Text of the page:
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5 for Friday: Tomlin sees added value to Smith on staff

Steelers head coach Mike Tomlin has had a variety of assistant coaches work under him over the years who previously had been head coaches, Dick LeBeau, Todd Haley, Mike Munchak and Brian Flores among them.

He has another he hired this offseason in former Falcons head coach Arthur Smith, and Tomlin said there's a value to having former head coaches on the staff that goes beyond just the Xs and Os.

"There's an advantage for me. I love having the ability to bounce ideas off of people, and not necessarily things that are directly related to the team or game plan or strategy, the things that you would initially think, but more subtle things," Tomlin said this week at the annual NFL meetings in Orlando. "Calendar, best practices, things that happen over the course of 12-months in an effort to search for and find a winning edge. That has proven to be very beneficial to me in the past and I'm excited about having that this time around with Arthur, and that's something that I've been talking to him openly about. 

"My time with Munch (Mike Munchak), my time with Todd Haley, for example, was really beneficial and in some of those more subtle things that might not be interesting to you all, but necessary things from a head coach perspective."

Smith's addition has an extreme amount of value to the Steelers.

For Tomlin, Smith's addition also brings someone with more perspective on quarterback competitions.

Tomlin didn't have to deal with such a thing in his first 15 seasons as head coach of the Steelers. He had Ben Roethlisberger in place, something he never took for granted.

With Roethlisberger's retirement following the 2021 season, the Steelers had a competition that season between Mitch Trubisky, Kenny Pickett and Mason Rudolph. But because Trubisky and Pickett both were new to the team, Trubisky took the majority of the starter snaps to get him ready for the start of the season.

But Smith has been involved in several quarterback competitions in his career. He's also quickly transitioned new quarterbacks into his offensive scheme.

In 2019 when he was in his first season as Tennessee's offensive coordinator, the Titans had Marcus Mariota as their starter, but acquired Ryan Tannehill from the Dolphins for a fight-round pick.

By all accounts, Tannehill outplayed Mariota in camp and the preseason that year, but the Titans stuck with their former No. 2-overall pick – until they didn't.

After six games and a 2-4 start, Smith and head coach Mike Vrabel turned to Tannehill, who rallied the Titans to a 9-7 finish.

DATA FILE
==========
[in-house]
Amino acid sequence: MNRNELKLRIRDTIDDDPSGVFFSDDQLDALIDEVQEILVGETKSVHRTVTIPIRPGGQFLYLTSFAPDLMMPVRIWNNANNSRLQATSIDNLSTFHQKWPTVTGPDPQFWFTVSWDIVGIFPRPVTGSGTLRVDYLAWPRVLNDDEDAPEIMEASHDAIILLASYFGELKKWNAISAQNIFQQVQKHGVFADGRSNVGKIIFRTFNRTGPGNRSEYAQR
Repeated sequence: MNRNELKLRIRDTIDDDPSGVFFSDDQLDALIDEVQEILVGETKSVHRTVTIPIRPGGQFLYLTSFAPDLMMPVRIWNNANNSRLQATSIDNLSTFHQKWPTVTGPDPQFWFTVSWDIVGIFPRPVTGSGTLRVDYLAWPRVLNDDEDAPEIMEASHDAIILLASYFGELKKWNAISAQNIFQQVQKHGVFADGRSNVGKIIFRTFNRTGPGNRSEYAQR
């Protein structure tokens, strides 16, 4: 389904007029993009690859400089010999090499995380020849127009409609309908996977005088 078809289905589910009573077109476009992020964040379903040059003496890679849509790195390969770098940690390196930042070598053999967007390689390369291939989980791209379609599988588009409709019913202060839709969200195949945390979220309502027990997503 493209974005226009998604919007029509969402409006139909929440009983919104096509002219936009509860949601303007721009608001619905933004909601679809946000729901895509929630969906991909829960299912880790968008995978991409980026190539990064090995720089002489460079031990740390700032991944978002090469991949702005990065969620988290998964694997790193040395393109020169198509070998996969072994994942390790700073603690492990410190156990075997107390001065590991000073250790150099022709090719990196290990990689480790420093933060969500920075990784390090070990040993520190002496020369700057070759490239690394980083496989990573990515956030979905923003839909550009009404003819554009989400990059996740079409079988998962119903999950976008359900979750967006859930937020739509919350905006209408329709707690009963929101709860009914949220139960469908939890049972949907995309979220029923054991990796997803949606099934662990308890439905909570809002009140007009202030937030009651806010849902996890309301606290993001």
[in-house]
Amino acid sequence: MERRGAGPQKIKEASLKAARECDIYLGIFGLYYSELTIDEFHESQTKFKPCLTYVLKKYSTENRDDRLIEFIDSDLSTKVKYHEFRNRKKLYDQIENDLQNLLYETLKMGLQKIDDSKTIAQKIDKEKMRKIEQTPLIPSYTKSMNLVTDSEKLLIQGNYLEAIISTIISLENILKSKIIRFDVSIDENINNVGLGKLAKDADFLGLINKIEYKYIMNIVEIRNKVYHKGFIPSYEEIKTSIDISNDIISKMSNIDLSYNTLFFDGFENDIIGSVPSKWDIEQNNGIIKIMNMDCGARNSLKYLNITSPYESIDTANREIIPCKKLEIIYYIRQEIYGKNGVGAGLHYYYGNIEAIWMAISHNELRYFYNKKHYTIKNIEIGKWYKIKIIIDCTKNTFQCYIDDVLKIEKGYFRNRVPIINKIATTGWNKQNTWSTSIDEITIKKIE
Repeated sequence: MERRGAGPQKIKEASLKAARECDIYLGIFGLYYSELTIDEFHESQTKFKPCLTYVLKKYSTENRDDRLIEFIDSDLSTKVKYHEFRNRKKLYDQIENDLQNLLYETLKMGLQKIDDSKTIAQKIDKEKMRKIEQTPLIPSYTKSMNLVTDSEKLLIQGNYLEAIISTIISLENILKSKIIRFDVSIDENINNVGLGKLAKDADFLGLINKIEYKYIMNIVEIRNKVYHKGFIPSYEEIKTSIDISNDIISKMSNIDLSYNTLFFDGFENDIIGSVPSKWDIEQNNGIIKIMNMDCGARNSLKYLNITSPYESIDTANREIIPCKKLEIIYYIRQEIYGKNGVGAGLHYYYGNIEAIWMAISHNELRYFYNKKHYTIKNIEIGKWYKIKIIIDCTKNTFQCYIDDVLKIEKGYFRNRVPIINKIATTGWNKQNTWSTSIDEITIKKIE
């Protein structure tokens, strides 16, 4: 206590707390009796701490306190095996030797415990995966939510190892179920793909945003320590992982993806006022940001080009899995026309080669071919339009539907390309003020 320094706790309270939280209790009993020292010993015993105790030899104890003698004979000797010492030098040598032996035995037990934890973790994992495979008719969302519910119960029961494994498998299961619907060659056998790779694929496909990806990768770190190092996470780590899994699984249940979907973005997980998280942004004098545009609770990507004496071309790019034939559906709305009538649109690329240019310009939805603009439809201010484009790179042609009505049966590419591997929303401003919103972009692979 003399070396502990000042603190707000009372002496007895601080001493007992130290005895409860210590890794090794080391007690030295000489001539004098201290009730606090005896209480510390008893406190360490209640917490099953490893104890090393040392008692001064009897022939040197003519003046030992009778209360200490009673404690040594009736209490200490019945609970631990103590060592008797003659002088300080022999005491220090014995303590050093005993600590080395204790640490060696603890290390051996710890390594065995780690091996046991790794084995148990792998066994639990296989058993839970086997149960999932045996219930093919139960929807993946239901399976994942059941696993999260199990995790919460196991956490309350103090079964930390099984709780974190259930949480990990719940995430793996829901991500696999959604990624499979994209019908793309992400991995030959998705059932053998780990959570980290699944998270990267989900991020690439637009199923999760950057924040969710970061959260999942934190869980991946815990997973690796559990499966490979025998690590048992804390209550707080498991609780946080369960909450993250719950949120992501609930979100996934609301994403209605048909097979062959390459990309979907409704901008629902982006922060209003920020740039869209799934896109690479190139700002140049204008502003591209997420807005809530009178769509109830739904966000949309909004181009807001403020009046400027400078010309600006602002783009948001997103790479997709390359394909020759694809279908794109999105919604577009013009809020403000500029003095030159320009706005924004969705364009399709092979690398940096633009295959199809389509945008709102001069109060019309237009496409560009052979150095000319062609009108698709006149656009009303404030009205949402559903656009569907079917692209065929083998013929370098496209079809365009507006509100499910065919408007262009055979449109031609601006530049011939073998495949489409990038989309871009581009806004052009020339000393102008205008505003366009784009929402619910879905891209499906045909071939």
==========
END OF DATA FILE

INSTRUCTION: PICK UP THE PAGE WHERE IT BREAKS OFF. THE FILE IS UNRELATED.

Tannehill was the Titans' unquestioned starter in 2020, and Smith had a similar situation the following season when he took the head coaching job in Atlanta with Matt Ryan in place.

But Smith and the Falcons made the decision to move on from Ryan in 2022. Atlanta began that season with Mariota – acquired during the offseason – before turning things over to rookie Desmond Ridder for the final five games of the season.

Neither were the answer, but the Falcons ran the ball more than any other team in the league, finishing 7-10 while getting 17 touchdown passes and nine interceptions from their quarterbacks.

Last season in Atlanta, Ridder was Smith's starter going into the season, but he also wound up choosing to go with Taylor Heinicke in four games.

Why mention all of this?

Because Smith hasn't had a quarterback room with the overall talent and potential upside of the one he has with Russell Wilson and Justin Fields this season with the Steelers.

Ryan was clearly at the end of his career when Smith took over in Atlanta. And he completely revived Tannehill's career in the two seasons in which they were together in Tennessee, posting passer ratings of 117.5 and 106.5. Tannehill had never had a passer rating that high in his previous six seasons in Miami and hasn't had once since.

By adding Smith, Wilson and Fields all at the same time, the Steelers and Tomlin have an opportunity for a complete offensive reset, but one with the perspective of a coach who has been in this kind of situation multiple times.

He might have a different perspective on it than Tomlin in terms of what went right and what went wrong in previous situations.

And he does so with a mindset and approach to the game that meshes well with what Tomlin's vision is for the team.

"First and foremost, I've competed against him over the years. You know, we've had some battles against Tennessee and then obviously we played him when he was in Atlanta," Tomlin said. "I respect his approach to ball. His values are very evident in looking at his tape and they are aligned with things that we value, controlling the game through our bigs and building from there.